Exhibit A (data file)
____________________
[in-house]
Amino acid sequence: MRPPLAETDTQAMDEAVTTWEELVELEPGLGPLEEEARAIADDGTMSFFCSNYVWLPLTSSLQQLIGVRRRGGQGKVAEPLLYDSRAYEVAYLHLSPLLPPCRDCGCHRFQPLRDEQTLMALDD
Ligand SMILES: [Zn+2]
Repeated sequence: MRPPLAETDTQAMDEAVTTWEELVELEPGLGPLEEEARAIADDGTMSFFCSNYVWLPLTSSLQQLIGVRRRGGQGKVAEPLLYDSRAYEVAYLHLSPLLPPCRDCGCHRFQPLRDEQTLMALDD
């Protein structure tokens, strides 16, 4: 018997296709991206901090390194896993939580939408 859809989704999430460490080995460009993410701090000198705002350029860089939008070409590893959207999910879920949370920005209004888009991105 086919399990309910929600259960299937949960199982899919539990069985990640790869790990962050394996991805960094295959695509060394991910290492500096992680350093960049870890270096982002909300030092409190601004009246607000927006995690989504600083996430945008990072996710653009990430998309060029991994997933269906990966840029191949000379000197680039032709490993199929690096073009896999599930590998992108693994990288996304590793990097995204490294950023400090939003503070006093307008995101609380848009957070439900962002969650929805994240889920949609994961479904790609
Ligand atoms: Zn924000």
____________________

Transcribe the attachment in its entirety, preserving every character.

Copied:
[in-house]
Amino acid sequence: MRPPLAETDTQAMDEAVTTWEELVELEPGLGPLEEEARAIADDGTMSFFCSNYVWLPLTSSLQQLIGVRRRGGQGKVAEPLLYDSRAYEVAYLHLSPLLPPCRDCGCHRFQPLRDEQTLMALDD
Ligand SMILES: [Zn+2]
Repeated sequence: MRPPLAETDTQAMDEAVTTWEELVELEPGLGPLEEEARAIADDGTMSFFCSNYVWLPLTSSLQQLIGVRRRGGQGKVAEPLLYDSRAYEVAYLHLSPLLPPCRDCGCHRFQPLRDEQTLMALDD
């Protein structure tokens, strides 16, 4: 018997296709991206901090390194896993939580939408 859809989704999430460490080995460009993410701090000198705002350029860089939008070409590893959207999910879920949370920005209004888009991105 086919399990309910929600259960299937949960199982899919539990069985990640790869790990962050394996991805960094295959695509060394991910290492500096992680350093960049870890270096982002909300030092409190601004009246607000927006995690989504600083996430945008990072996710653009990430998309060029991994997933269906990966840029191949000379000197680039032709490993199929690096073009896999599930590998992108693994990288996304590793990097995204490294950023400090939003503070006093307008995101609380848009957070439900962002969650929805994240889920949609994961479904790609
Ligand atoms: Zn924000």